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Re: spark plugs

To: Matt Pringle <>
Subject: Re: spark plugs
From: Bill Saidel <>
Date: Wed, 04 Aug 1999 10:16:27 -0400
    Lemmeee second Matt's note with lots of qualifications. He is pointing
out that in a parallel circuit (which is what multi-path plugs represent in
his note), current flows through every path to ground. Right.
    However, the issue is not a constant source of current (and read
constant as equal to not instantaneous to make sense of his water analogy
which is also good). Rather, it is an "instantaneous" source and an
"instantaneous" response through a plug when a spark is generated. [Plugs
discharge once per compression, no?]. So the situation is, for
multi-electrode or split electrode plugs, not quite the classic parallel
circuit, but which electrode fires the explosion first. 
        The real issue lay with a focus on who is doing work. In the case of
electrical circuits, the individual elements are doing work. In the case of
a spark plug and cylinder in a real car, it is the gaseous explosion that
is forcing the cylinder to do the work. From the point of view of the
cylinder, two explosions, one from each side of the electrode but delayed
by a finite but small amount may even hinder or decrement work. So to model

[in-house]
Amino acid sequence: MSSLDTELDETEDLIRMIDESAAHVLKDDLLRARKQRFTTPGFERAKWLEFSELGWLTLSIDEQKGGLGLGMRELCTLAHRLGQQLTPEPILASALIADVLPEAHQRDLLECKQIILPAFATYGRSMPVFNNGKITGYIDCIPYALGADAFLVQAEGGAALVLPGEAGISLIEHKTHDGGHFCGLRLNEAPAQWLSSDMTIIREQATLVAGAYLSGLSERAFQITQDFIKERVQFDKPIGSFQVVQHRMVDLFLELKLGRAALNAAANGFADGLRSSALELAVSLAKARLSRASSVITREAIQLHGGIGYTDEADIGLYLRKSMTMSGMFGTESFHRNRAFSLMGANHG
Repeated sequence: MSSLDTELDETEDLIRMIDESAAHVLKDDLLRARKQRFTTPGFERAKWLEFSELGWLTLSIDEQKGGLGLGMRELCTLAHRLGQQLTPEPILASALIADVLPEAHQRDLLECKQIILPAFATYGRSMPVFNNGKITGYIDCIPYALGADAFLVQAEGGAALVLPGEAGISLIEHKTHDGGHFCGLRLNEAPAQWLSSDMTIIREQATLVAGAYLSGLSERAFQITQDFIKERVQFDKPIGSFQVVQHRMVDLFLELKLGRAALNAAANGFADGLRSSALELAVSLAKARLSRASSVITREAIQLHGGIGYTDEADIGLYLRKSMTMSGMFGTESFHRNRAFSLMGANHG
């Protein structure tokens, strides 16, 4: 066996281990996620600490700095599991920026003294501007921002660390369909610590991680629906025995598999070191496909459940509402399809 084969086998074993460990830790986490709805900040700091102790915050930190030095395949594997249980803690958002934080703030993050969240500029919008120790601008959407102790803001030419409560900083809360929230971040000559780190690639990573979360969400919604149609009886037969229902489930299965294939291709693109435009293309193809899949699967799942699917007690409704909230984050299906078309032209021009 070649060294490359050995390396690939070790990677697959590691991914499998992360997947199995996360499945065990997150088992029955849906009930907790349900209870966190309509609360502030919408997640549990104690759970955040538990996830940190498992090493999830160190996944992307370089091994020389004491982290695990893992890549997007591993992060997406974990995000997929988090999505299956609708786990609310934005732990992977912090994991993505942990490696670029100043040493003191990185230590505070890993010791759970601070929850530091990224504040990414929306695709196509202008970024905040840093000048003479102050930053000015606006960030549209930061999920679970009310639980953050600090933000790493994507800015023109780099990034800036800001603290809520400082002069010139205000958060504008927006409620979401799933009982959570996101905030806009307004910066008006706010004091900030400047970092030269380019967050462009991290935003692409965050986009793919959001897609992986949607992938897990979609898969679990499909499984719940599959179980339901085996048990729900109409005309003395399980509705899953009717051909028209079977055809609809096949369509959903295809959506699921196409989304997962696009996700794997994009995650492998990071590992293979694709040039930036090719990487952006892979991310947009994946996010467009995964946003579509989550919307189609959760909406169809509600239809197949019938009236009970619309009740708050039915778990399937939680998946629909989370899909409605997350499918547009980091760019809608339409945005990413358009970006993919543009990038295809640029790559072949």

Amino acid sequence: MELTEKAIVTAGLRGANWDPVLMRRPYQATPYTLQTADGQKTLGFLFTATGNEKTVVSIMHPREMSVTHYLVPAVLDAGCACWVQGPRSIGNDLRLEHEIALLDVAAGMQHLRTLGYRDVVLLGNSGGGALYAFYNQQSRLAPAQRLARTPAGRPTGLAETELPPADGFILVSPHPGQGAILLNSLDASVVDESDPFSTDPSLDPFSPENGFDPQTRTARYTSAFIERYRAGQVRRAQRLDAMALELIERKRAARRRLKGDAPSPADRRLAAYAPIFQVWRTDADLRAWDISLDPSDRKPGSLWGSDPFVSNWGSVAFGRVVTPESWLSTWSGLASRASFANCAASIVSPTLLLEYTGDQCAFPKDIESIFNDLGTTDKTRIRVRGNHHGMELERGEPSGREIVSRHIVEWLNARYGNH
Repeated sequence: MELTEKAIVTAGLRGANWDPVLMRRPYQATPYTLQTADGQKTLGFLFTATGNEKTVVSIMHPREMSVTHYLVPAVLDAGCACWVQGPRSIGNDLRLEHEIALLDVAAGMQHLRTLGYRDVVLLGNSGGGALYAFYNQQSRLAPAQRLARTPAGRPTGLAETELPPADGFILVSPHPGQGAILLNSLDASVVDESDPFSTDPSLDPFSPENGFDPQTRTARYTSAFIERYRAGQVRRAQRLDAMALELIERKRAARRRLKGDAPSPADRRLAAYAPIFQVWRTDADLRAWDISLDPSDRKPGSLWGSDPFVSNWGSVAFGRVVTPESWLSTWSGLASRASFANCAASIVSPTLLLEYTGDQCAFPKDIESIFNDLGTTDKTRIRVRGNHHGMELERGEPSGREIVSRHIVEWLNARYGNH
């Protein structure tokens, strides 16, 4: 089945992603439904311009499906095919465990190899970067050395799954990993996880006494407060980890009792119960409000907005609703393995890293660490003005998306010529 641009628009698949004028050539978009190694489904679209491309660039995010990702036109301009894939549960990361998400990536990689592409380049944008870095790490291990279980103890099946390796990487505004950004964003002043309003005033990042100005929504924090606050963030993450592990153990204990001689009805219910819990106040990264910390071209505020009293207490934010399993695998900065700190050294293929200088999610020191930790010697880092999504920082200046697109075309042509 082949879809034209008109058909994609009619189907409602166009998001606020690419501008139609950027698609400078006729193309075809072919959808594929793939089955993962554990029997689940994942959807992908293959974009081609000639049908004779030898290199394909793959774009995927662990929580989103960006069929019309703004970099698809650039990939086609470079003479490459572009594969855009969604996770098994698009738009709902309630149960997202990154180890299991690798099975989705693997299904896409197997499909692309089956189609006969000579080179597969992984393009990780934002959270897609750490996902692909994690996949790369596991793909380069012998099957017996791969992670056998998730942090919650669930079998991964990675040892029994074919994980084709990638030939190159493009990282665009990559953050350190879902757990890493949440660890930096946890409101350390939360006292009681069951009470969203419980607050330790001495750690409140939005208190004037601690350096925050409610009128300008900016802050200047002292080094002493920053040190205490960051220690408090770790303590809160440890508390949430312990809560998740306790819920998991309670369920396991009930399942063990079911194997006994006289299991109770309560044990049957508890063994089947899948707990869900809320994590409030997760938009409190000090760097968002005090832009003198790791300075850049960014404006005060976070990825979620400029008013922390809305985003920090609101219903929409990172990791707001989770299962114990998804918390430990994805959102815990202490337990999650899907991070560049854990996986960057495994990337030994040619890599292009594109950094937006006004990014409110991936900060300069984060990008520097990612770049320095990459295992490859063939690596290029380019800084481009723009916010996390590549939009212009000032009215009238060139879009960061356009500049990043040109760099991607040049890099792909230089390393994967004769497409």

a plug, you should consider its Thevenin equivalent which reduces to one

        Now, if one of you engineers knows whether the discharge of one side of
the electrode promotes the nearly simultaneous discharge of the other, or,
does the resistance of one side of the electrode go close to zero during
discharge so the firing side becomes the sole source of the spark, I'd like
to know. 

        Seems to me if the geometry of the electrodes and the timing is correct,
it doesn't matter which electrode fires, just that one does at the
appropriate time.



 ( At 09:38 AM 8/4/1999 -0400, you wrote:
>Ummm, I think I have to disagree here.
>I've heard this pseudo-theory more times than I care to remember.
>No where in electrical theory (or practice) does electricity seek the
>path of least resistance, this is an old wives tale.  If I have several
>parallel paths of electrical flow, certainly more current will flow
>through the path with the least resistance but electricity will most
>definately flow through all paths.
>As you state, it is just like water, if you flush the toilet, have the
>shower on and turn on the sink faucet, water will flow through all of
>them but in differing amounts.
>> There's lots of what I term "gimmick" plugs out now with multiple
>> be it 2,3,or4.. The only problem with these is that basic electrical theory
>> states that electricity, like water, seeks the path of least resistance.
>> means that it's likely that what will happen with these multi-path plugs is
>> that only one conducter is ever actually working, until it wears enough
>> the path to the next one is now easier, ad infinitum. (unless by some freak
>> chance each electrode was exactly the same distance and electrical
>> as the next)
Dr. Bill Saidel 
Assoc. Prof.                      Vocal phone   (609) 225-6336
Department of Biology             FAX  (609) 225-6312
Science Building                  email:
315 Penn St.
Rutgers, the State University of New Jersey
Camden, NJ 08102 -1411

"Between the approximation of the idea and the precision
of reality, there is a small gap of the unimaginable."
Milan Kundera - "The Unbearable Lightness of Being"

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